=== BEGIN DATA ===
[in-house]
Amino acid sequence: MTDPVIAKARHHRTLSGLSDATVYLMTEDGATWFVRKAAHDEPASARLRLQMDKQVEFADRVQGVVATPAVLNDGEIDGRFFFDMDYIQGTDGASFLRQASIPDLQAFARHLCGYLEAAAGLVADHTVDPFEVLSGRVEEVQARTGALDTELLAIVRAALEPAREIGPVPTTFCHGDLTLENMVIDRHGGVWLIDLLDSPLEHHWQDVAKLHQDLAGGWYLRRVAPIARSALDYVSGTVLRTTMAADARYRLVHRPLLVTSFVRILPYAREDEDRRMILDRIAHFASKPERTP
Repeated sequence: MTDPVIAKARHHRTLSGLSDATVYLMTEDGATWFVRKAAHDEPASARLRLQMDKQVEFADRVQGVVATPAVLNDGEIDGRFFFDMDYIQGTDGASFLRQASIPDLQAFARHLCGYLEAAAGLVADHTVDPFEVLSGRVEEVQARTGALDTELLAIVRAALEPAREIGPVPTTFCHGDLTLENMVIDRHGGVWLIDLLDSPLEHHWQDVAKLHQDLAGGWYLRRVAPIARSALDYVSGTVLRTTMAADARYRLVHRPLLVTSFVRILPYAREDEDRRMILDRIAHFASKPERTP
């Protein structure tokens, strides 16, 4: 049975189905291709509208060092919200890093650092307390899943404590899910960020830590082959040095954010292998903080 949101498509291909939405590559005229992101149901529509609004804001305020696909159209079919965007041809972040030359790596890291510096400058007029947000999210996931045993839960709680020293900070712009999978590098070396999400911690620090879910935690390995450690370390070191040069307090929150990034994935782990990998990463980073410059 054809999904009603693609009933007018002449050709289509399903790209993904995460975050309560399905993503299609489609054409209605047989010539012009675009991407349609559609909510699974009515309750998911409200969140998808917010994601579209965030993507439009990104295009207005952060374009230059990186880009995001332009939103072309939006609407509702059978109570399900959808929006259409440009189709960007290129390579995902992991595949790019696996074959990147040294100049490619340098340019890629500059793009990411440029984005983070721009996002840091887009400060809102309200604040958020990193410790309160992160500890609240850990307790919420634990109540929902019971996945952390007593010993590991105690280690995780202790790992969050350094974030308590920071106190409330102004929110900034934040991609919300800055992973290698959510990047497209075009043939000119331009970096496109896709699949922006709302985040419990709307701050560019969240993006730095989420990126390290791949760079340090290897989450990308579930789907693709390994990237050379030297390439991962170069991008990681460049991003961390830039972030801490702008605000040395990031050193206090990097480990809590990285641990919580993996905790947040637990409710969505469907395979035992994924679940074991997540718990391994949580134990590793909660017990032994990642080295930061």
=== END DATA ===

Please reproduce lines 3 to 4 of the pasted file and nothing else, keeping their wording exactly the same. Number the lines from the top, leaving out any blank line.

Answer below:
Repeated sequence: MTDPVIAKARHHRTLSGLSDATVYLMTEDGATWFVRKAAHDEPASARLRLQMDKQVEFADRVQGVVATPAVLNDGEIDGRFFFDMDYIQGTDGASFLRQASIPDLQAFARHLCGYLEAAAGLVADHTVDPFEVLSGRVEEVQARTGALDTELLAIVRAALEPAREIGPVPTTFCHGDLTLENMVIDRHGGVWLIDLLDSPLEHHWQDVAKLHQDLAGGWYLRRVAPIARSALDYVSGTVLRTTMAADARYRLVHRPLLVTSFVRILPYAREDEDRRMILDRIAHFASKPERTP
């Protein structure tokens, strides 16, 4: 049975189905291709509208060092919200890093650092307390899943404590899910960020830590082959040095954010292998903080 949101498509291909939405590559005229992101149901529509609004804001305020696909159209079919965007041809972040030359790596890291510096400058007029947000999210996931045993839960709680020293900070712009999978590098070396999400911690620090879910935690390995450690370390070191040069307090929150990034994935782990990998990463980073410059 054809999904009603693609009933007018002449050709289509399903790209993904995460975050309560399905993503299609489609054409209605047989010539012009675009991407349609559609909510699974009515309750998911409200969140998808917010994601579209965030993507439009990104295009207005952060374009230059990186880009995001332009939103072309939006609407509702059978109570399900959808929006259409440009189709960007290129390579995902992991595949790019696996074959990147040294100049490619340098340019890629500059793009990411440029984005983070721009996002840091887009400060809102309200604040958020990193410790309160992160500890609240850990307790919420634990109540929902019971996945952390007593010993590991105690280690995780202790790992969050350094974030308590920071106190409330102004929110900034934040991609919300800055992973290698959510990047497209075009043939000119331009970096496109896709699949922006709302985040419990709307701050560019969240993006730095989420990126390290791949760079340090290897989450990308579930789907693709390994990237050379030297390439991962170069991008990681460049991003961390830039972030801490702008605000040395990031050193206090990097480990809590990285641990919580993996905790947040637990409710969505469907395979035992994924679940074991997540718990391994949580134990590793909660017990032994990642080295930061």